A few Sunday afternoons ago, I had the rare opportunity to sit in “my” chair in our den to watch golf on television. The young players on the PGA tour are amazing athletes. With eight holes to play in the 72-hole tournament that I watched, nine players were either tied for or within four shots of the lead. Even the “old guys,” Tiger Woods and Phil Mickelson, were in the hunt. After nearly two and a half enjoyable hours spent glued to the TV, I asked myself, “Why don’t I do this more often?”
There was a time, many years ago, that I not only watched golf, but I played golf — but never like these guys. Shot after shot, approach after approach landed so near the flag that little was left to do but give a gentle tap of the ball into the cup to complete the hole. Those of us who fancy ourselves to be golfers call that kind of putt a “gimme.” In other words, the ball is so close to the hole and the chance of missing the putt is so remote that one need not even tap it in. Just “give me” credit for having made it without my having to go through the tedium of tapping the ball into the cup. Thus, a “gimme.”
Sabbath School attendance for Seventh-day Adventists at one time was a “gimme.” It was automatic. It was a foregone conclusion. There was no question that we’d be in Sabbath School on Sabbath morning. We called it “the church at study.” And, even though we may not be there exactly for the 9:15 a.m. bell, we weren’t too far from those hallowed grounds when the first cords of “Don’t Forget the Sabbath” rang out.
Times have changed.
The Bible admonishes us in 2 Timothy 2:15: “Study to shew thyself approved unto God, a workman that needeth not to be ashamed, rightly dividing the word of truth.”
Sabbath School affords us the opportunity to do just that, to study — with all ages, at all levels of instruction, from Cradle Roll to adult. So, how and when did Sabbath School lose its importance, its relevance? The lessons are riveting; the authors are first-class; the Holy Spirit, without a doubt, has directed each presentation. And, with Sabbath School Lesson apps readily available (and free) on our electronic devices, any break in the day becomes the perfect time to study. Content, inspired creativity, convenience: Why then is Sabbath School attendance in such decline? The question begs a personal response from each of us, “Why don’t I do this more often?” No doubt we each can offer reasons for this downturn in Sabbath School participation, and maybe even purport possible solutions to this critical topic.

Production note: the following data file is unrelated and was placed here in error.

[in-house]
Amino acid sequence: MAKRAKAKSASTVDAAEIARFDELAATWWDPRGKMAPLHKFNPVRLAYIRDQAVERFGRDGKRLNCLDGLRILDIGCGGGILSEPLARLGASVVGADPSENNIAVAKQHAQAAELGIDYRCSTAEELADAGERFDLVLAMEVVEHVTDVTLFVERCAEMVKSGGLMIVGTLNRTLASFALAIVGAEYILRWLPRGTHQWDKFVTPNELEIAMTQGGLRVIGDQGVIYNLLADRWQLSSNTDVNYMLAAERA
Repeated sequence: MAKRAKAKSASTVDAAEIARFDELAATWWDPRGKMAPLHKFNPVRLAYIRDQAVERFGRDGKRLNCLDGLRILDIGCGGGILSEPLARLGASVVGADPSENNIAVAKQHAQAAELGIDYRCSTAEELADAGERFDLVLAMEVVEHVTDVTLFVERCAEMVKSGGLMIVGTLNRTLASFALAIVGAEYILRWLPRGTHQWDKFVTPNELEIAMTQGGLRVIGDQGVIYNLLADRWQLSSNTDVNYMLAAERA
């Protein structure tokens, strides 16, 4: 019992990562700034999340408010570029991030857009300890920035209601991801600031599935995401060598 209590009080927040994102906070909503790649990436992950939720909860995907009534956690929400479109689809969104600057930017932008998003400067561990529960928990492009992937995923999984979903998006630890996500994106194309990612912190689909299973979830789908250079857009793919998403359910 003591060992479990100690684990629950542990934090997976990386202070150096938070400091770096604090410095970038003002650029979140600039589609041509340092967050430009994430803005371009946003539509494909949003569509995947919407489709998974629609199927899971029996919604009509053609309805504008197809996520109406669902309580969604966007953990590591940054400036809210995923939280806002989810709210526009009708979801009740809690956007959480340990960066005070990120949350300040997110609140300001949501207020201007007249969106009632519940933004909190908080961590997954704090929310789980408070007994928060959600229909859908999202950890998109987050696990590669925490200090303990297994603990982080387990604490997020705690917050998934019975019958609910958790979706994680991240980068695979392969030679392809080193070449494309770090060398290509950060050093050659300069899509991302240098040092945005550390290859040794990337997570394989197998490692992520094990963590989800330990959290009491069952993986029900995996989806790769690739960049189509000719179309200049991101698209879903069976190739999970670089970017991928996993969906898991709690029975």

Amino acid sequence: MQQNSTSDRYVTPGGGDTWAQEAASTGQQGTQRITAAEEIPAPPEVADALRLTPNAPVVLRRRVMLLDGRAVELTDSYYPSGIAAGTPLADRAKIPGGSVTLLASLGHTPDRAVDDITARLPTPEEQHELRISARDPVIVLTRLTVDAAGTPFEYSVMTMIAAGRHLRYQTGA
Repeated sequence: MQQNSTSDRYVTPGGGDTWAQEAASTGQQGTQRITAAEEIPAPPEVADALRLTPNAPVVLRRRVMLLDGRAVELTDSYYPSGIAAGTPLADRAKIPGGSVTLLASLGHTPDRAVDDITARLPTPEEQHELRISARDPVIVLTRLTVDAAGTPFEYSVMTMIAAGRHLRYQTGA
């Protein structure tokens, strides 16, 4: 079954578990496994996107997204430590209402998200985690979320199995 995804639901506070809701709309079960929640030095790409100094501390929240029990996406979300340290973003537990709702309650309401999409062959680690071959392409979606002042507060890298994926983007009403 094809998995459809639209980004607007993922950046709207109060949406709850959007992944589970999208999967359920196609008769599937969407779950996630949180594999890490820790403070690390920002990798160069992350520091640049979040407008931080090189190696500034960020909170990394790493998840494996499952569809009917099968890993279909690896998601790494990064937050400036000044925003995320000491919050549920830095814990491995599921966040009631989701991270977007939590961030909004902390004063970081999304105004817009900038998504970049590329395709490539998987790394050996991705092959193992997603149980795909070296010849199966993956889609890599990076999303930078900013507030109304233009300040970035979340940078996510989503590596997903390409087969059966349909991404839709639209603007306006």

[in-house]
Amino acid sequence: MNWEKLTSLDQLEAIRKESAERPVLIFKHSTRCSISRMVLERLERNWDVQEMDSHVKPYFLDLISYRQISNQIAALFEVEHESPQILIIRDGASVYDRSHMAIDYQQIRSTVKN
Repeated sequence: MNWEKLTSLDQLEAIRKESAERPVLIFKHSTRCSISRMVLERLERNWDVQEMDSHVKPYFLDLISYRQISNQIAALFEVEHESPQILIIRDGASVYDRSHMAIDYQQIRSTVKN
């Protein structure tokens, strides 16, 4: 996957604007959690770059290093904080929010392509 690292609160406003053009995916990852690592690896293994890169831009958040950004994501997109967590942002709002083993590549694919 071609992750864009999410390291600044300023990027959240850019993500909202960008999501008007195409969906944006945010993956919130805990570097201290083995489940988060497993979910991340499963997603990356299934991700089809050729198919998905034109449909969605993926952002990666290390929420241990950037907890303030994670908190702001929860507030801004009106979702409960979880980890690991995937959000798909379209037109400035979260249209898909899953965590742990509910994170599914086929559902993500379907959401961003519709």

Ellen G. White’s writings also have much to say regarding the value of Sabbath School. Here is a sampling from Testimonies on Sabbath-School Work, 20:
“The Sabbath School should be one of the greatest instrumentalities, and the most effectual, in bringing souls to Christ.”
“No one can labor in the Sabbath School or in the temperance work without reaping a bountiful harvest, not only in the end of the world, but in the present life. In the very effort to enlighten and bless others, his own views will become clearer and broader. The more we endeavor to explain the truth to others, with a love for souls, the plainer will it become to ourselves. It ever opens with new beauty and force to the understanding of the expounder.”
I humbly offer my rather simplistic approach to boosting Sabbath School attendance:
1. Download a Sabbath School app on your phone and get a quarterly from your church. When the quarterly is not available or close at hand, the phone is your backup. And, 99 out of 100 of us probably already have a Bible app on our phone.
2. Get into the habit of studying your lesson daily, or as often as you can, even if you have to double up some days. Don’t become discouraged if you miss a day. In your study, highlight two or three points that you would like to focus on when you get to class.
3. Welcome in the Sabbath on Friday evening with prayer and worship.
4. Resist the temptation to stay up late on Friday night.
5. Be pleasant on Sabbath morning. Everyone in your household may not be a “morning person.” Don’t start the day dragging the family to church. Make it an adventure. I, personally, have ruined many a Sabbath mornings being overzealous about getting to Sabbath School on time.
For those who conduct/plan/teach Sabbath School, I offer this bit of advice:
1. Use different study approaches to stir interest among the members. Do not allow your program to become dull, lifeless, or, worse yet, another preaching service.
2. Invite people to participate in Sabbath School and not just be spectators in the gallery. Encourage members to get in the game, to hit the links!
3. Involve the young people at all levels. Our youth, young adults, and millennials are very gifted and talented.
4. Don’t assume that “if you build it, they will come.” Invite people to join you. And, invite them to invite someone else.
The ministry of Sabbath School is still vital to the health of God’s remnant Church. Don’t let it die. See you at Sabbath School!
Southern Union | September 2018